Should You Buy J.C. Penney?

This has been an excellent year for most department stores. Year-to-date, shares of Macy's (NYSE: M  ) have gained nearly 43%, while Kohl's (NYSE: KSS  ) has gained nearly 30%. One notable, but not surprising, exception has been J.C. Penney (NYSE: JCP  ) . Shares of the Plano, Texas-based company have fallen more than 55% this year as the company has continued to struggle. However, last month the company reported encouraging quarterly results which indicate that its turnaround plan is working. So, is this a good time to buy J.C. Penney?

Putting the Johnson era behind it
J.C. Penney appointed Ron Johnson as its CEO in 2011. Johnson, who previously served as senior vice president of retail at Apple, replaced Mike Ullman. Shortly after taking charge, Johnson implemented a new strategy. Unfortunately, his strategy completely backfired, resulting in substantial losses for J.C. Penney. As the losses continued to mount, J.C. Penney's board was forced to fire Johnson earlier this year. The board reappointed Ullman as the company's CEO. 

Signs of improvement under Ullman
Under Ullman, J.C. Penney has shown signs of improvement. In the second quarter of fiscal 2013, the company reported an improvement of 470 basis points in comparable-store sales on a sequential basis. In addition, sales results improved sequentially each month within the second quarter. 

The improvement continued in the third quarter of fiscal 2013. On a sequential basis, J.C. Penney's comparable-store sales improved by 710 basis points, and the company achieved positive comparable-store sales growth for the month of October. Also encouraging was a significant increase in online sales. The company's online sales rose 24.5% on a year-over-year basis to $266 million in the third quarter.

Earlier this month, J.C. Penney provided a preliminary update on its performance in the month ended Nov. 30, 2013, which included the crucial Thanksgiving weekend. The company registered a 10.1% increase in comparable-store sales for the month of November. The company achieved this result even though the Thanksgiving weekend turned out to be disappointing for retailers.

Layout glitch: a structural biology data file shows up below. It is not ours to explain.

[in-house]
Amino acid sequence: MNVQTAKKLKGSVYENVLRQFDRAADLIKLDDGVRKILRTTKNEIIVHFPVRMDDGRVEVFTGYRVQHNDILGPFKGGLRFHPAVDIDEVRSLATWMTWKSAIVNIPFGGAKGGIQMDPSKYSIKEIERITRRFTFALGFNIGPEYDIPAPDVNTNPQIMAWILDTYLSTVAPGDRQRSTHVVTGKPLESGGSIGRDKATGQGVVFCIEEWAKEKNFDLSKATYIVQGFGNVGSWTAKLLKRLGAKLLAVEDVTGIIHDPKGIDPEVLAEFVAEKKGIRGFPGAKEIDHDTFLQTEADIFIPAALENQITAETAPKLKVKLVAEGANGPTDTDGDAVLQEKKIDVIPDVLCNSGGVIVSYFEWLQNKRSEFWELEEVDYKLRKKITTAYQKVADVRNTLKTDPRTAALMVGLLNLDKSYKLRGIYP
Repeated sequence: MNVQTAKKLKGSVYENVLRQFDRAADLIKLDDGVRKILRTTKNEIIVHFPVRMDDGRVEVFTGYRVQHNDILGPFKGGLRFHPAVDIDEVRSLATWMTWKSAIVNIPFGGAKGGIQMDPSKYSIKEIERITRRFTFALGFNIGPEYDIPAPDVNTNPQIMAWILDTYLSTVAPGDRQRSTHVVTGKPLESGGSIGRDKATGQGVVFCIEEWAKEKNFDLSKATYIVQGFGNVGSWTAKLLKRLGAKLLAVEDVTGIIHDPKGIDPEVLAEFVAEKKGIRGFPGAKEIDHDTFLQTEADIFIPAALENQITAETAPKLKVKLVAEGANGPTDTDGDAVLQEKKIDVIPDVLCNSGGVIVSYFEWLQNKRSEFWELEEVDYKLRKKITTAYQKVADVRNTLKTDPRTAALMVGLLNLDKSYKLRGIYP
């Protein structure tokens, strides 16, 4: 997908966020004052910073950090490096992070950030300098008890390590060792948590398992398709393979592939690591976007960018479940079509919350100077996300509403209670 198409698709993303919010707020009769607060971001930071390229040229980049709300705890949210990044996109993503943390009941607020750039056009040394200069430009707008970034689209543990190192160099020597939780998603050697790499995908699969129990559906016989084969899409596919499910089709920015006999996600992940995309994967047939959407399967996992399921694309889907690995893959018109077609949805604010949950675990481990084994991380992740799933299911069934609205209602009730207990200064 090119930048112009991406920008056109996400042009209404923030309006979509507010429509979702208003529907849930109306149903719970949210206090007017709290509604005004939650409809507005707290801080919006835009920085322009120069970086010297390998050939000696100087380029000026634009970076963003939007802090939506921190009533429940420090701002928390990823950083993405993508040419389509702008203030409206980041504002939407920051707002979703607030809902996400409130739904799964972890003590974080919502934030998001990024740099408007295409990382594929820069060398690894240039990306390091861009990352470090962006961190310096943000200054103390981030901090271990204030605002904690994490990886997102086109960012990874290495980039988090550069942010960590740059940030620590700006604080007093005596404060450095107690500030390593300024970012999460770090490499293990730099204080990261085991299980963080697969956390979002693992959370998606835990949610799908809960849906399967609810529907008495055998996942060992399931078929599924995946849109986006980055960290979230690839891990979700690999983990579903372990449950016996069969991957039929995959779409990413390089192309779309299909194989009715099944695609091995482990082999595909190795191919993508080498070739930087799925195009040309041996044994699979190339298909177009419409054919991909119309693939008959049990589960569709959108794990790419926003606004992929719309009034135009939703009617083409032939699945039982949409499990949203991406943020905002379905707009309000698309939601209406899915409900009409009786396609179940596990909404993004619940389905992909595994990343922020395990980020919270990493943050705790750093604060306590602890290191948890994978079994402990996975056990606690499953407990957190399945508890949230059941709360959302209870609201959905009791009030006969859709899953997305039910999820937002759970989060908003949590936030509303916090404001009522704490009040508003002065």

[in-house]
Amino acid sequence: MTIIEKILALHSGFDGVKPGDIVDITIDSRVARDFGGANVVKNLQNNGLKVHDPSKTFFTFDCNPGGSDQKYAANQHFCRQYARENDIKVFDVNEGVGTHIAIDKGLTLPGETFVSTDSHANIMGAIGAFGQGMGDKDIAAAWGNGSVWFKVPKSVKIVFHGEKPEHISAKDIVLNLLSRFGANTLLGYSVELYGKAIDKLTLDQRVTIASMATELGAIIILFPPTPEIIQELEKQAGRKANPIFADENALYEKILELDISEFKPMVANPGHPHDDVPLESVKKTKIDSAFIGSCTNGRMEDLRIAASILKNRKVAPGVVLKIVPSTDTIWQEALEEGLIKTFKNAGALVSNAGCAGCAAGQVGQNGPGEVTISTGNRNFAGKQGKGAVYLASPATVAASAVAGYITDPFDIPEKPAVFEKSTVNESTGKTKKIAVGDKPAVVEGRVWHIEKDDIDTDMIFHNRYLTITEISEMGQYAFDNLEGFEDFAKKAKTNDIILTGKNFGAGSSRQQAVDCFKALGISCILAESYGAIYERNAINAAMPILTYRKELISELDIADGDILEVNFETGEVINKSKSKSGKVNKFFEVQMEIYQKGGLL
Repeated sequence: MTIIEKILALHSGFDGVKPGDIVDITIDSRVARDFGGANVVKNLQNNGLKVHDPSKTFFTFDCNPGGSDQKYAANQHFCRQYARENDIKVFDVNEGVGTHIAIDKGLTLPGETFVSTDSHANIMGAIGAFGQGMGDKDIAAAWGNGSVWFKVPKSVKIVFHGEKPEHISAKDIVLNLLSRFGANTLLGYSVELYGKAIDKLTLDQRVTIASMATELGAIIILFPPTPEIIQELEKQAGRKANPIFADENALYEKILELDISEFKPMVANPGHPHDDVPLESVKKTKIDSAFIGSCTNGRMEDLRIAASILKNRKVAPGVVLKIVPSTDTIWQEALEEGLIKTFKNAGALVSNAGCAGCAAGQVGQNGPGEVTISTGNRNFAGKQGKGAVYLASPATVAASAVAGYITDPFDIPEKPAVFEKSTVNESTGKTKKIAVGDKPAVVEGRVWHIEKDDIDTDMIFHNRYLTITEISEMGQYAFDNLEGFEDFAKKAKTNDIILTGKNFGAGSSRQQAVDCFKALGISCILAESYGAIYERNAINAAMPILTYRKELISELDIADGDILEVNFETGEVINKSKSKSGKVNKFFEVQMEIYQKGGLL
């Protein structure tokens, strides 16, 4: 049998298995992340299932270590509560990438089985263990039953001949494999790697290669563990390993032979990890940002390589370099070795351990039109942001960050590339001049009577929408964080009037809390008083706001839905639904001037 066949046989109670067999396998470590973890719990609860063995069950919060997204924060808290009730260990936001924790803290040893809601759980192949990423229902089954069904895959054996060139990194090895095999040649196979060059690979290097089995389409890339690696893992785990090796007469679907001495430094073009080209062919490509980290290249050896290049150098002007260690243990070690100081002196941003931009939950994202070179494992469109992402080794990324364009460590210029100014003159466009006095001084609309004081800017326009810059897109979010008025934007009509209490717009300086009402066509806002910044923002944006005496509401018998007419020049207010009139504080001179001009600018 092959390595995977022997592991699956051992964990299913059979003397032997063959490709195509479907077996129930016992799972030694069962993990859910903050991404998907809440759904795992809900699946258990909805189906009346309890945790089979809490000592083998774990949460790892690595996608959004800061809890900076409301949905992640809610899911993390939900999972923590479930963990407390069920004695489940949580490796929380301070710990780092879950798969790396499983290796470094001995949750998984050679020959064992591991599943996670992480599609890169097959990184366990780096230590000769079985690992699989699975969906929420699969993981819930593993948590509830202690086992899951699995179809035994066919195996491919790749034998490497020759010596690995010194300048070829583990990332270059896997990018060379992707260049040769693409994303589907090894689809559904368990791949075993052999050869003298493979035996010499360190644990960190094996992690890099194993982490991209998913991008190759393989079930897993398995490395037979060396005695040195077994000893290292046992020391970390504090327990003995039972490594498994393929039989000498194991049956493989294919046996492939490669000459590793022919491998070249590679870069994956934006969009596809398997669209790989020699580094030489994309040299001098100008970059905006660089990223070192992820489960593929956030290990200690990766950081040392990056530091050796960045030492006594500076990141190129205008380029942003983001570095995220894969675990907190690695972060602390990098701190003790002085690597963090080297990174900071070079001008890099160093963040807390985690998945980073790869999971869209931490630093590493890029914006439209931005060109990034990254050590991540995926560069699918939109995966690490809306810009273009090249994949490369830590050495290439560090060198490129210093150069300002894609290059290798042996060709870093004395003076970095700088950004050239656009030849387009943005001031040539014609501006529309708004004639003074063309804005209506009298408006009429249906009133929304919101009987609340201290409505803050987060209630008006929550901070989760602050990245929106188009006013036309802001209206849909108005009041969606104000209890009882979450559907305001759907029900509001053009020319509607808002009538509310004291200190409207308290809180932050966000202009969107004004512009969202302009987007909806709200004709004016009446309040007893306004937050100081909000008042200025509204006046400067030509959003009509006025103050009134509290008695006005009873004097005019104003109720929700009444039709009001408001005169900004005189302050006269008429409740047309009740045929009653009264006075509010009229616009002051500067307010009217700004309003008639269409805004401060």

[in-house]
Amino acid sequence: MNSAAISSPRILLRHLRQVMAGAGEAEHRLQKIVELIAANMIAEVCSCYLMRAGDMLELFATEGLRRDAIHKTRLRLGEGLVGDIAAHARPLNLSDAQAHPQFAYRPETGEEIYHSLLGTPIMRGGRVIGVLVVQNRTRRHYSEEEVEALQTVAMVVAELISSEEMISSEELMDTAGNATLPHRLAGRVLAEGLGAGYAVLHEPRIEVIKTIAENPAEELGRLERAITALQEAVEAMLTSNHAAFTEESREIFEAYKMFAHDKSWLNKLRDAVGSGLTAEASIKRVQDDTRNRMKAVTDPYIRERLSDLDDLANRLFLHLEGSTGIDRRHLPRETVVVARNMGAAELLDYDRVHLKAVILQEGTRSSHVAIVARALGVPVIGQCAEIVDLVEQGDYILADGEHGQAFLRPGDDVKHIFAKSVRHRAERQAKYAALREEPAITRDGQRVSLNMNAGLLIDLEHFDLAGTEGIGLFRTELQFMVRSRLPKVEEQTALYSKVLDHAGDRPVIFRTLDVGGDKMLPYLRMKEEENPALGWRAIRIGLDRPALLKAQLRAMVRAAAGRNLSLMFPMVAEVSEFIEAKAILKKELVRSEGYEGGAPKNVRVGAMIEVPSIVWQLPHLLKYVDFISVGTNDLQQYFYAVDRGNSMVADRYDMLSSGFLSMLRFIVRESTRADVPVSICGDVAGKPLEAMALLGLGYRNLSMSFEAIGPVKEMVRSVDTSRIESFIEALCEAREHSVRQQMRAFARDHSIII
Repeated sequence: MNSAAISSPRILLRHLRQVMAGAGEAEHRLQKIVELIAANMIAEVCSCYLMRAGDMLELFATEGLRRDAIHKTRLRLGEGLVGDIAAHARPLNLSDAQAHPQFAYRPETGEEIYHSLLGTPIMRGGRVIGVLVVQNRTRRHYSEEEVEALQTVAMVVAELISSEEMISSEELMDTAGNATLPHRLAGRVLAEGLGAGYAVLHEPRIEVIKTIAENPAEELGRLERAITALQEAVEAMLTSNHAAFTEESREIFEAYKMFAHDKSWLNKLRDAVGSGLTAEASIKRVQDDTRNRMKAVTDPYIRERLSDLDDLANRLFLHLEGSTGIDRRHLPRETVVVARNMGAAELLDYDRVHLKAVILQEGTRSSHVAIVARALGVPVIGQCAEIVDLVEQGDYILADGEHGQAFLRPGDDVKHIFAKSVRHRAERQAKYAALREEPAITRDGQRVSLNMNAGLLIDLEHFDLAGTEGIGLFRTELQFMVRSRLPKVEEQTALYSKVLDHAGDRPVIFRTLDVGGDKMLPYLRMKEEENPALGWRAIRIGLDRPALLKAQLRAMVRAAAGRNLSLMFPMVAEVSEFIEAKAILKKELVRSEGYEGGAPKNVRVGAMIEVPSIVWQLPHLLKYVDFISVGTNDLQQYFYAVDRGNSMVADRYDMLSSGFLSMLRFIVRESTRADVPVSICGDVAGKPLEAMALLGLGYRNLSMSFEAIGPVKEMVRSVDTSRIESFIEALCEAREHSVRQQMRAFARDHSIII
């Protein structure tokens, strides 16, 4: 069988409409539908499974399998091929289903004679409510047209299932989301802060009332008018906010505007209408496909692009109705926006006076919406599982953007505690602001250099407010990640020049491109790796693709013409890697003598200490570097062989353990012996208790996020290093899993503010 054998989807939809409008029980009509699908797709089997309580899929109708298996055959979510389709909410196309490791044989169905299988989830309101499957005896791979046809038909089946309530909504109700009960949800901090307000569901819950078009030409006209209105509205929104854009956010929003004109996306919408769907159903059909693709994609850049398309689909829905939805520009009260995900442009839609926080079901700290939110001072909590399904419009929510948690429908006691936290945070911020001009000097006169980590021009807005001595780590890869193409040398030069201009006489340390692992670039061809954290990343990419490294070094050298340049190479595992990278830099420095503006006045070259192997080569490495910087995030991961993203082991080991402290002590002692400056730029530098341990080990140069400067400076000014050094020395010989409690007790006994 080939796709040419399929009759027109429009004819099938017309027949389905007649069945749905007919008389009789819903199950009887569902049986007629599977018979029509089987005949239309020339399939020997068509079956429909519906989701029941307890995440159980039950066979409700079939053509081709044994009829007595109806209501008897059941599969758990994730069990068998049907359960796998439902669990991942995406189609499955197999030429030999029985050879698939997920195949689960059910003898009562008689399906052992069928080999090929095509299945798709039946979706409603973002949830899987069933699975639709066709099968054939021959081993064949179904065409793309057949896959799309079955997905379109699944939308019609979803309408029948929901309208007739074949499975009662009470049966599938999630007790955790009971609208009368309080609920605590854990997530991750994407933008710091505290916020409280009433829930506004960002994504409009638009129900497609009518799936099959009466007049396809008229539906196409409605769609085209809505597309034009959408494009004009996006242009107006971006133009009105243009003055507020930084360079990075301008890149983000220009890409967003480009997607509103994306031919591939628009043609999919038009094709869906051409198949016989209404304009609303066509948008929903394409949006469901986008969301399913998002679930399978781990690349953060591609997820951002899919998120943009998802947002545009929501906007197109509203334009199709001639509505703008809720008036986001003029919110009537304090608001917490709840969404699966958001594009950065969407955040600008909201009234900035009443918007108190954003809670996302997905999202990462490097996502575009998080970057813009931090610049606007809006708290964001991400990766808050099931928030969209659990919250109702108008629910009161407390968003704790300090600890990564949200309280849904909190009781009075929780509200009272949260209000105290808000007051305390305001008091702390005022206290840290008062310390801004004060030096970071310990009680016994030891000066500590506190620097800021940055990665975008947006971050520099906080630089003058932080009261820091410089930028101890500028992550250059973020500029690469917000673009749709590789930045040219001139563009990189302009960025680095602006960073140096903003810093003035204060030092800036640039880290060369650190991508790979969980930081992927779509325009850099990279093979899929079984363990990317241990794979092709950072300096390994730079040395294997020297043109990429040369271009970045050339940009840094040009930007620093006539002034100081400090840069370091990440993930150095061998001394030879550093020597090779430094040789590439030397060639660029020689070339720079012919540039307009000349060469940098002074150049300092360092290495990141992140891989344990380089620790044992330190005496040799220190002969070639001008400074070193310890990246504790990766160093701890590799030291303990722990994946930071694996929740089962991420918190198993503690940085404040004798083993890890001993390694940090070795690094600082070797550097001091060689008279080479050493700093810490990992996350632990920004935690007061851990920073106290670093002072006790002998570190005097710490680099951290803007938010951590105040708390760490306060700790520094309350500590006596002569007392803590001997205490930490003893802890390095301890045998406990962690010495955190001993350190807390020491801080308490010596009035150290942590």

J.C. Penney's recent performance certainly suggests that the company is making a comeback. The company can also take heart from the fact that the macroeconomic environment is improving. Holiday season sales have been disappointing, with mall-traffic tracker ShopperTrak recently reporting a 3.1% drop in holiday in-store sales and a 21% drop in store traffic in the all-important shopping week ended Sunday, Dec. 22, 2013. However, consumer sentiment in the U.S. has been improving.

Earlier this week, the final reading on the Thomson Reuters/University of Michigan's consumer sentiment index for the month of December came in at 82.5, versus 75.1 in the month of November. The consumer confidence data certainly suggests that early next year Americans will be spending quite a bit. This is a good sign for J.C. Penney, but the big question is whether or not J.C. Penney is a buy given its recent improvements and the macro environment for retailers.

Still the early days
Although J.C. Penney's recent performance has been encouraging, these are still the early days. The company's biggest concern is its balance sheet. J.C. Penney had $5.61 billion in debt on its balance sheet at the end of the third quarter of fiscal 2013. With a debt/equity ratio of 2.12, J.C. Penney is highly indebted at the moment. Macy's currently has a debt/equity ratio of 1.32, while Kohl's has a debt/equity ratio of just 0.82.

Indeed, if a downturn occurred, J.C. Penney is in the worst position among department store operators. Of course, if consumer confidence remains robust and J.C. Penney's performance continues to improve, there could be huge upside. However, there is far too much uncertainty with J.C. Penney at the moment.

Final Foolish thoughts
I would recommend Macy's and Kohl's if you are looking to gain exposure to department stores. Despite posting significant gains, both stocks are attractively valued at the moment. While Kohl's is trading at a forward P/E of 12.29, Macy's has a forward P/E of 12.15. Of course, the potential upside with these stocks won't be as much as it is for J.C. Penney.

However, with a stretched balance sheet J.C. Penney is a very risky bet. In addition, a disappointing holiday season could derail J.C. Penney's nascent recovery. As I mentioned, the company is not in a position to withstand a downturn. I would remain on the sidelines with J.C. Penney at least for the next two quarters.

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